In an interview with Fast Company last year, GM CEO Mary Barra named the move to electrify the country’s cars as one of the major trends she sees in the coming years, along with autonomous vehicles and car connectivity and ridesharing.

Tesla should be the obvious leader in the EV movement, since it is the only big carmaker that makes solely electric vehicles.

But it’s hard to say who might come out on top in the EV space, because all of the carmakers see it as an important part of their future.

Ford said last year it will more than double its spending on its EV program, and Barra has promised to make electric cars profitable for GM — something no one’s been able to yet do — by 2021.

While not winning on pure electric sales, Toyota’s hybrid sales were trending up in the first half of the year, putting it on track to be the U.S. market leader in “green vehicle” sales in 2019. 

Autonomous Vehicles

Navigant Research ranks which car companies are leading in the race to bring fully autonomous vehicles to market. The leader in technology in the space isn’t a car company, but Alphabet Inc. (NASDAQ:GOOGL) (NASDAQ:GOOG)’s autonomous tech company Waymo.

But right behind Waymo in the most recent Navigant rankings on autonomous vehicles are GM’s self-driving Cruise unit and Ford, both of which are considered be the farthest along in the race among American carmakers.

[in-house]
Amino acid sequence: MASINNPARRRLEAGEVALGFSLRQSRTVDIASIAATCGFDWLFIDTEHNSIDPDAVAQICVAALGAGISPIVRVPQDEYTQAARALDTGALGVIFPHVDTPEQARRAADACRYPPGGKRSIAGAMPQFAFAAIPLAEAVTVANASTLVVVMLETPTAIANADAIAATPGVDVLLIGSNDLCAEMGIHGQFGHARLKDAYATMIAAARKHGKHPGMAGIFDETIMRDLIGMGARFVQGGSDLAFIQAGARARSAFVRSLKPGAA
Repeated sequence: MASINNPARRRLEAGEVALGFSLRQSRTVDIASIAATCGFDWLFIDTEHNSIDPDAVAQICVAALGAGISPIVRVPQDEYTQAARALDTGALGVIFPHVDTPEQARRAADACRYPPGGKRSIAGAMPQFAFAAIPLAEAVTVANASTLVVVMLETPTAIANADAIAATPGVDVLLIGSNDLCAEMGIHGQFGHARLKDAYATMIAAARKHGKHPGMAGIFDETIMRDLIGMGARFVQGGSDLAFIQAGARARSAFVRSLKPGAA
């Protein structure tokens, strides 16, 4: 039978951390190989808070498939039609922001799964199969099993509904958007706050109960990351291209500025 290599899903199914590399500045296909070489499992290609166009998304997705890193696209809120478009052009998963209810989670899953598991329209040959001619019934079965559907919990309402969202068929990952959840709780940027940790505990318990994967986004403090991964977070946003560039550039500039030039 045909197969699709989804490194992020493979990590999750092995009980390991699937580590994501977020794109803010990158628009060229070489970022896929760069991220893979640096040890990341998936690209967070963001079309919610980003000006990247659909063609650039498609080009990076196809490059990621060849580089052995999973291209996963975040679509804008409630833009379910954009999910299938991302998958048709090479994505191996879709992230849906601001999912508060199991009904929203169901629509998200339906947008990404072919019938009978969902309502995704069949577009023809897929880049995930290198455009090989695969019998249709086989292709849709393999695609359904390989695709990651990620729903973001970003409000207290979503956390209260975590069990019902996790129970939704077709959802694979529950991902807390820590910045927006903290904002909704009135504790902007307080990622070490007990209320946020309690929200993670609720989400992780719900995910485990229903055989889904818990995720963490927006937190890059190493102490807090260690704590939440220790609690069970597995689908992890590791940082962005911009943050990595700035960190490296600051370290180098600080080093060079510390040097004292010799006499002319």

Auto Stock Fundamentals

Leading in auto innovation is one thing, but investors are likely much more concerned about the long-term value of the auto stocks, especially after such weak performances for the group in recent years.

Here’s a breakdown of how Toyota, GM, Ford and Tesla look from a long-term fundamental standpoint after their disappointing multiyear run.


A price-to-earnings ratio is one of the most basic fundamental metrics for gauging a stock’s long-term value. The lower the PE, the higher the value. Here’s how the current PEs for these five big names compare.

Tesla is the only one of the four auto stocks without positive earnings, with the other three names well below the S&P 500 average PE of 22.2. Looking ahead, GM, Ford and Toyota all have extremely low forward PE ratios, while Tesla’s 47.9 is on the high end of the range for similar growth stocks.


When it comes to evaluating a stock, price is not everything.